PRIMARY IMMUNE DEFICIENCY SYNDROMES
agammaglobulinemia of Bruton is an immunodeficiency characterized
bya developmental failure to produce mature B cells and plasma cells, resulting
in agammablobulinemia. The condition occurs because of loss of function
mutations of B-cell Bruton tyrosine kinase (BTK). Clinically, the disease
affects male infants who have recurrent infections beginning at 6 months of
life due to the loss of passive maternal immunity. Common infections include
pharyngitis, otitis media, bronchi-tis, and pneumonia; common infecting
organisms include H. influenza, S.
pneumo-coccus, and S. aureus.
variable immunodeficiency is a group of disorders
characterized by defectsin B-cell maturation that can lead to defective IgA or
IgG production. Clinically, both sexes are affected with onset in childhood of
recurrent bacterial infections and with increased susceptibility to Giardia lamblia. Complications include
increased frequency of developing autoimmune disease, non-Hodgkin lymphoma, and
syndrome is an embryologic failure to develop the 3rd and 4th
pharyngealpouches, resulting in the absence of the parathyroid glands and
thymus. Clinical findings can include neonatal hypocalcemia and tetany, T-cell
deficiency, and recur-rent infections with viral and fungal organisms.
combined immunodeficiency (SCID) is a combined deficiency of
cell-mediatedand humoral immunity that is often caused by a progenitor-cell
defect. The modes of inheritance are variable and can include X-linked
(mutation of the common [gamma] chain of the interleukin receptors IL-2, IL -4,
IL-7, IL-9, IL-15, and IL-21) and autosomal recessive (deficiency of adenosine
deaminase). Clinical features include recurrent infections with bacteria,
fungi, viruses, and protozoa; susceptibil-ity to Candida, cytomegalovirus (CMV), and Pneumocystis jirovecii infections, and adverse reactions to live
virus immunizations. SCID is treated with hematopoietic stem cell transplantation
since the prognosis without treatment is death of most infants within a year.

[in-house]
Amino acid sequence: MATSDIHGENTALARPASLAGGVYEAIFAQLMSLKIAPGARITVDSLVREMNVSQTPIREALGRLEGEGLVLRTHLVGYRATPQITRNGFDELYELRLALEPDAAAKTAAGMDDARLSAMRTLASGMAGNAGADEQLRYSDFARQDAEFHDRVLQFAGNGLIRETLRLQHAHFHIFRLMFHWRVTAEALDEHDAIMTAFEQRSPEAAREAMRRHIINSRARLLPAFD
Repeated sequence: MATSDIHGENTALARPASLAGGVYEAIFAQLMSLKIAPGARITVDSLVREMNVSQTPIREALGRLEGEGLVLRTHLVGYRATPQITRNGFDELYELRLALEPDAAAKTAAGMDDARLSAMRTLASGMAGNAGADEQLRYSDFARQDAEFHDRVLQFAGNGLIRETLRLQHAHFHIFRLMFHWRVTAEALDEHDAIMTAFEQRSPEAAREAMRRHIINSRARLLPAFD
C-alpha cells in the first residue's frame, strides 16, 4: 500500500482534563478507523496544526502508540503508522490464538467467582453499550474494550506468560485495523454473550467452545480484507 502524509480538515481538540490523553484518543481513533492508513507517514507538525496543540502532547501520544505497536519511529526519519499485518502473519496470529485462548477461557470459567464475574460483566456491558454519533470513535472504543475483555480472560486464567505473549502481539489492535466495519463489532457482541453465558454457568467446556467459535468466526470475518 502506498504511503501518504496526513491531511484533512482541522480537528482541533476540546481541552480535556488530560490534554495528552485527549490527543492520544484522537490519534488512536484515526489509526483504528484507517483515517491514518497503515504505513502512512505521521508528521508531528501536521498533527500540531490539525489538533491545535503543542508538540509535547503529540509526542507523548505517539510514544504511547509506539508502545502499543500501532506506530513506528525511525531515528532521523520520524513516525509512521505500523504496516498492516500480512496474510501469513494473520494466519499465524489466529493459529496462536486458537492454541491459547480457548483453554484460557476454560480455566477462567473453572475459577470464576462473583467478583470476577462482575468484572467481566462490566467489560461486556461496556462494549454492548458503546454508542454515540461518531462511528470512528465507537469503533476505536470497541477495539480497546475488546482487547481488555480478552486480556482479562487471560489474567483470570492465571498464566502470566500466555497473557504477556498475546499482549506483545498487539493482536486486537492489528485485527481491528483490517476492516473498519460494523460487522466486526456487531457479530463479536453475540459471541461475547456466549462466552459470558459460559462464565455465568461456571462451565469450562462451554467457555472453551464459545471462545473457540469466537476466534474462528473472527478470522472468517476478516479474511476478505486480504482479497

syndrome is an X-linked recessive disease with mutation in the
genefor Wiskott-Aldrich syndrome protein (WASP). The disease has a clinical
triad of recurrent infections, severe thrombocytopenia, and eczema (chronic
spongiform dermatitis). Treatment is hematopoietic stem cell transplantation.
Complications include increased risk of non-Hodgkin lymphoma and death due to
infection or hemorrhage.
system disorders can involve a variety of factors,
with deficiencies ofdifferent factors producing different clinical patterns.
both the classical and alternate pathways, C3 deficiency causes both recurrent
bacterial infections and immune complex disease, while C5, C6, C7, and C8
deficien-cies cause recurrent meningococcal and gonococcal infections.
In the classical pathway only, C1q,
C1r, C1s, C2, and C4 deficiencies cause marked increases in immune complex
diseases, including infections with pyogenic bacteria.
In the alternate pathway, Factor B
and properdin deficiencies cause increased neisserial infections. Deficiencies
in complement regulatory proteins can cause C1-INH deficiency (hereditary
angioedema), which is characterized clinically by edema at mucosal surfaces
with low C2 and C4 levels.
II deficiency can be caused by defects in positive selection of
thymocytes.Few CD4+ lymphocytes develop and as a result, patients suffer from
severe immuno-deficiency. Mutations in genes (i.e., CIITA) that encode proteins that regulate MHC class II gene
expression are the cause. CD8+ T cells are unaffected.
syndrome is characterized by normal B and T lymphocyte numbers
andnormal to elevated IgM levels but significantly decreased IgA, IgG and IgE
levels. Mutations in the gene for CD40 ligand result in the most common form of
X-linked hyper IgM syndrome.
IgA deficiency has unknown genetic etiology. Many affected individu-als
appear healthy while others have significant illness. Sinopulmonary infections,
diarrhea and adverse reactions to transfusions can occur. Levels of IgA are
unde-tectable whereas levels of other isotypes are normal. There is an
association with autoimmune disease.